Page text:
Melitta eventually moved to the United States along with some of her siblings and was asked if she would give any comments to Americans regarding freedom. She replied: “I have come to deeply love this country and what it stands for, but much has changed and is changing. We must be vigilant against those who wittingly and unwittingly destroy our freedom. Bad politicians can do that.”
There is a lot of impact squeezed into this short book and I recommend it to people of all ages.
Thank you to Melitta Strandberg and Bostick Communications for giving me the opportunity to review this book. Also reviewed on LibraryThing, Amazon and GoodReads.
Adrienne Barbeau is not only a gifted actress and singer, but a gifted writer as well. There is early proof in the excerpts from her journals starting in fifth grade and her ninth grade term paper., “To Be Or Not To Be: Acting as a Vocation”. She writes with honesty, strength, humility and humor. This book will make you laugh, cry and just root for the skinny little girl with glasses and bushy hair that became a beautiful woman, mother, wife and a darned good actress.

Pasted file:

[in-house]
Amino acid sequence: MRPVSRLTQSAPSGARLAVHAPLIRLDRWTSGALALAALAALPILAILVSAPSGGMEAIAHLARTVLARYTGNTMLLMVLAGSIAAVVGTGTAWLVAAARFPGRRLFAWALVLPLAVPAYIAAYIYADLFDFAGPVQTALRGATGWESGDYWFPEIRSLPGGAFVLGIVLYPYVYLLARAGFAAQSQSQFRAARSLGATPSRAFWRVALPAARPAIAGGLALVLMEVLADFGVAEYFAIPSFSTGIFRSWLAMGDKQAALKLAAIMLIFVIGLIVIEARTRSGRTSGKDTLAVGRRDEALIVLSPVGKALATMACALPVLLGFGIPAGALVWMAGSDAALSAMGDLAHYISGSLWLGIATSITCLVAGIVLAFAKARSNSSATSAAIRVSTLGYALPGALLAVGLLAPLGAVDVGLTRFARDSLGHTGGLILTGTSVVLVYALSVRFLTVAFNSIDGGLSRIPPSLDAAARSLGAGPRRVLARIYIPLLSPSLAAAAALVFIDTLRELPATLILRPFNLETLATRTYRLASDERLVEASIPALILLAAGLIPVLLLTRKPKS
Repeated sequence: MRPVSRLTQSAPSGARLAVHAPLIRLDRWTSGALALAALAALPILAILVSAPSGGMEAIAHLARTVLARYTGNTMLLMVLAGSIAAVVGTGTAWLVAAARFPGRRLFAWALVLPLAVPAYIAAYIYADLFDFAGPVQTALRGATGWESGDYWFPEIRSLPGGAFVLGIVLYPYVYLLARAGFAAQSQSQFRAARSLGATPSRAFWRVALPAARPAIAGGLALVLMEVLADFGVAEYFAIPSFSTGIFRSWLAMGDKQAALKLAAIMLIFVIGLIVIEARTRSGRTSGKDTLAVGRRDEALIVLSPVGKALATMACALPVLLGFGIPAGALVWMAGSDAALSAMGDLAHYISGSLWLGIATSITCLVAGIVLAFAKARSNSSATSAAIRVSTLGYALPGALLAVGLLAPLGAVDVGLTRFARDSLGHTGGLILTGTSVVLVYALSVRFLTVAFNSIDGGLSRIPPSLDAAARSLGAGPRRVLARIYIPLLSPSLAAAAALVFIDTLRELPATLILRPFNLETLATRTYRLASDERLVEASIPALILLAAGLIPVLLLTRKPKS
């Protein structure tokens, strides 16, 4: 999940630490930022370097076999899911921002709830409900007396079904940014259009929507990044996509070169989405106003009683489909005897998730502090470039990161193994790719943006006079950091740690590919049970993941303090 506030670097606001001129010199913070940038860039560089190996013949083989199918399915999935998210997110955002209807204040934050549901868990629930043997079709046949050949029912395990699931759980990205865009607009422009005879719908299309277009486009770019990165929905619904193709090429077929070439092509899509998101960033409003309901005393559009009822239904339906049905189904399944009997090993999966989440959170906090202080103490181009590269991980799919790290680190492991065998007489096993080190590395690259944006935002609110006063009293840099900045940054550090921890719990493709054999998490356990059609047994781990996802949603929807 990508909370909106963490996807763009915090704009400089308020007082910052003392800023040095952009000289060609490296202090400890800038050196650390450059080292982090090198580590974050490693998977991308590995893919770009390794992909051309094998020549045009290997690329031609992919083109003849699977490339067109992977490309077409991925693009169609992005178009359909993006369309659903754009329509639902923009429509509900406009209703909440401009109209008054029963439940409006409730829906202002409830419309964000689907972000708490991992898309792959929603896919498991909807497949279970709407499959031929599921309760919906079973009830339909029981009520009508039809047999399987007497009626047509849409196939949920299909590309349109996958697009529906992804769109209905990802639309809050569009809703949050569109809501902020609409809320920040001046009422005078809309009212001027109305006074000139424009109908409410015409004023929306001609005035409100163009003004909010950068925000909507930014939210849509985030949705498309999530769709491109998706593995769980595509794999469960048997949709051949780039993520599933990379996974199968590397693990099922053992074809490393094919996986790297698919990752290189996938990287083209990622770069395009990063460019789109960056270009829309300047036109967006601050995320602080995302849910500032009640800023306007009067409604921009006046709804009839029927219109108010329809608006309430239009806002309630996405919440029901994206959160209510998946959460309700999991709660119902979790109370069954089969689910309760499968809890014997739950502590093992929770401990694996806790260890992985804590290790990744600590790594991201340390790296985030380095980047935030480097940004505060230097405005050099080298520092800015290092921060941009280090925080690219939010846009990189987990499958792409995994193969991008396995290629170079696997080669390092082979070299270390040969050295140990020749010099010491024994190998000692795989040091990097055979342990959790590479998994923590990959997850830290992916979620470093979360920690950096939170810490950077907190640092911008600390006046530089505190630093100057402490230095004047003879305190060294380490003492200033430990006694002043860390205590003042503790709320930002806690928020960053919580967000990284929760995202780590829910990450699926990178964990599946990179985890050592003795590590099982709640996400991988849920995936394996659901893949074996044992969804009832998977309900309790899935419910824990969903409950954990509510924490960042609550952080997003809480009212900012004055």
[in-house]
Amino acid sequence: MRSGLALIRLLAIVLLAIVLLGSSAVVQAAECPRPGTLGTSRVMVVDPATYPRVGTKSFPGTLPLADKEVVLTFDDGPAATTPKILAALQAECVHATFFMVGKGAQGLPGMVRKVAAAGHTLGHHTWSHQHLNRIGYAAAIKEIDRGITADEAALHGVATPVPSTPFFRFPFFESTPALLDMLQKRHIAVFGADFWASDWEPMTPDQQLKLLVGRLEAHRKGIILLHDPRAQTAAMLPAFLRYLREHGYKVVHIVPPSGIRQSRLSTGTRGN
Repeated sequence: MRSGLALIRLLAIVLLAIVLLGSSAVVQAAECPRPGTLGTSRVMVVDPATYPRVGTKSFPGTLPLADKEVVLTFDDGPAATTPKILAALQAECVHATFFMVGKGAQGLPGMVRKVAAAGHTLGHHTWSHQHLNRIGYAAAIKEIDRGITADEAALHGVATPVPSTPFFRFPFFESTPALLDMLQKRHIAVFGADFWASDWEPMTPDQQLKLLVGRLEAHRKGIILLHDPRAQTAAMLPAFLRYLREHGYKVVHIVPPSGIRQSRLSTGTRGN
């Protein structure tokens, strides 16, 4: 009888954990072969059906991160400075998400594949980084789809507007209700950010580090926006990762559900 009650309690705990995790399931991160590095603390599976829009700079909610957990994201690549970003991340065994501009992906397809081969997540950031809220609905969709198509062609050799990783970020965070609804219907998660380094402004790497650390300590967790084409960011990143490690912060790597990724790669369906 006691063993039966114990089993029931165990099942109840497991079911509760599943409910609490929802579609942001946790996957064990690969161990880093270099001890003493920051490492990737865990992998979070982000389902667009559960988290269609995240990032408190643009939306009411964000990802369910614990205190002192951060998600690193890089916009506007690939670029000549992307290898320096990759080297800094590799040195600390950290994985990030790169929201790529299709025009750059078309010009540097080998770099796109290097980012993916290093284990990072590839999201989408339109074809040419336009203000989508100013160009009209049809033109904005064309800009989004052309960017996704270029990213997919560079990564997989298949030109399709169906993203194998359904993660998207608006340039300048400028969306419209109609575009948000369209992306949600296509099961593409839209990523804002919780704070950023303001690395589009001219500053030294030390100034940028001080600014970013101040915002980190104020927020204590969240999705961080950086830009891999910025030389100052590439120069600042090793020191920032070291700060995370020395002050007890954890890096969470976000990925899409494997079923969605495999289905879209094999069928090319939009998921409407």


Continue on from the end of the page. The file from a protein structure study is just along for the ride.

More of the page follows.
Thom Bierdz is an actor, artist, author and loving brother who reaches into his own psyche to tell a heart wrenching and raw account of his life that will leave you breathless.